The granddaddy museum of them all, the Buffalo Bill Historical Center, sometimes called “the Smithsonian of the West,” is in Cody, Wyoming, where it originally formed out of Buffalo Bill memorabilia, mostly guns, and the patronage of Cornelius Vanderbilt Whitney, from the same family that created the Whitney Museum of Modern Art in New York City. I hope I am making the point that the aggregation and curation of Western art, artifacts and memorabilia is an international network. (Alberta alone has some remarkable museums, including the Glenbow in Calgary, the Royal Alberta Provincial Museum in Edmonton, Head-Smashed-In in Fort Macleod, and the Tyrrell Museum in Drumheller.)
Truly qualified directors and curators are hard to find. Individuals shuttle around among institutions, sometimes museums, sometimes publishers, and sometimes academia. Even artists and gallery owners become players. This is not different from other categories of art or natural history museums.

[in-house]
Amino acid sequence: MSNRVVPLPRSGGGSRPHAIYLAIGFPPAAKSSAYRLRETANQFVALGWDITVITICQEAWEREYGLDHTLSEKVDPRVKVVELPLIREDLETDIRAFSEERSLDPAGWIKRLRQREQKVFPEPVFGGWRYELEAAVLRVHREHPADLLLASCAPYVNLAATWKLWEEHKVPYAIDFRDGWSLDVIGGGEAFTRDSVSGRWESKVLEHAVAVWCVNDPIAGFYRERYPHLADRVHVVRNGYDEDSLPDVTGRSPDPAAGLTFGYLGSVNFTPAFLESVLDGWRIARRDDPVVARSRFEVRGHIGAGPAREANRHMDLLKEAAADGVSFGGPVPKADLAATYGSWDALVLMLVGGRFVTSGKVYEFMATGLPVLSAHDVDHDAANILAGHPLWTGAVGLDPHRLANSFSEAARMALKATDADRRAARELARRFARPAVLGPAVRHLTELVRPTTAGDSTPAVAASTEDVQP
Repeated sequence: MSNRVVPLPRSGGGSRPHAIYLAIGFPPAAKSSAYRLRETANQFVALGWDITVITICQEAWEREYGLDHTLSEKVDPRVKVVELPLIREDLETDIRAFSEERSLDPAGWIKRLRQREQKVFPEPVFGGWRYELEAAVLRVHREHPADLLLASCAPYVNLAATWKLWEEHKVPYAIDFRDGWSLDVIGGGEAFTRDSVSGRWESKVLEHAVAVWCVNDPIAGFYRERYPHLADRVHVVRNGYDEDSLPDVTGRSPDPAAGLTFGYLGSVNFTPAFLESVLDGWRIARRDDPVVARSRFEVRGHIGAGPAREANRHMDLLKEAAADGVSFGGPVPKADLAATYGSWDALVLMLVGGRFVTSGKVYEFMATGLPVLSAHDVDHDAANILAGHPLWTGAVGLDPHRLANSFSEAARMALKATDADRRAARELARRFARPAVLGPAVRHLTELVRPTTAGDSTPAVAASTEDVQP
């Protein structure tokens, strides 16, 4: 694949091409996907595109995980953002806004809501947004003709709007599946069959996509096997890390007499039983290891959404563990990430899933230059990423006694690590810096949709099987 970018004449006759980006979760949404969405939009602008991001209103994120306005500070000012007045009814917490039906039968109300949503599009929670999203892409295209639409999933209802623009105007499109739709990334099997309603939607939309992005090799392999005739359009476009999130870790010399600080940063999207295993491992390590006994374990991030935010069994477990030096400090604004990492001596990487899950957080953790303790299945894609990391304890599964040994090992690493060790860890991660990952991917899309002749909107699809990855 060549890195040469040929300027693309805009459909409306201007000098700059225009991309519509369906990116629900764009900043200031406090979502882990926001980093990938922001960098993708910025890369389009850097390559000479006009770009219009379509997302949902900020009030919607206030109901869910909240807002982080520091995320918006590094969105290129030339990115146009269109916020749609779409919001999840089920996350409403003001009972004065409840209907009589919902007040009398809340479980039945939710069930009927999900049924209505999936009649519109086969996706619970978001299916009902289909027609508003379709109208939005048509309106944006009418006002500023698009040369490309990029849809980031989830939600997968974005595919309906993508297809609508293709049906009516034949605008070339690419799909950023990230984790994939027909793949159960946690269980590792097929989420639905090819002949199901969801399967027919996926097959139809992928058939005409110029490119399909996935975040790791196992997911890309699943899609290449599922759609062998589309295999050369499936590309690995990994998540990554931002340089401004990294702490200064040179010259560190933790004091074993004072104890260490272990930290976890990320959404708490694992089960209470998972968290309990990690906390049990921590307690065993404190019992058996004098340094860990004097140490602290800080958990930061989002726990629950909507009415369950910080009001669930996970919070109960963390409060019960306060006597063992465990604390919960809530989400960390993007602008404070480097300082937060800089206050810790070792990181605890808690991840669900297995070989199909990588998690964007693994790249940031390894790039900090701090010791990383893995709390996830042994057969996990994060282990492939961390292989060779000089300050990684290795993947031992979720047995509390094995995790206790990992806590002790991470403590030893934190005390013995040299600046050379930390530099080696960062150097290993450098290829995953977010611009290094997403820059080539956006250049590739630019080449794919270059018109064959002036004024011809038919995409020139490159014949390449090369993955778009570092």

Recently, as the interest of humanitarian millionaires (I mean Billionaires, since millions are small change now) has shifted to international issues (AIDS, starvation, disaster relief) and the big spectacular art museums have been built overseas in Europe or oil country, Western art has changed. Things are leaner. The most nimble of the curator/aggregators have had to mix and match. Take the example of B. Byron Price who is the director of the University of Oklahoma Press (where the editor-in-chief is Charles Rankin who was once the editor of Montana, the Magazine of Western History with its heavy CMR emphasis), also writes books published by the press and/or sponsored by the CM Russell Museum, and is the director of the CMR Center for the Study of Western Art, where staff from the CMR Museum in Great Falls occasionally lecture. Price’s good friend, who previously ran a commercial art gallery, now is the director of the CM Russell Museum in Great Falls.
The Ad Club, which sees itself as local, has decided to change its focus to something else, letting go of the regional network of Western artists who supplied infrastructure for the auction by renting motel rooms and converting them into mini-galleries. The artists are organizing among themselves to maintain this part of the event, but the lucrative auction has moved to the C.M. Russell Museum itself where the director will take on the challenge.
More about this in the future, since my past and, in particular, the career of Bob Scriver is deeply woven into all these institutions even as his estate sits uncurated at the Montana Historical Society.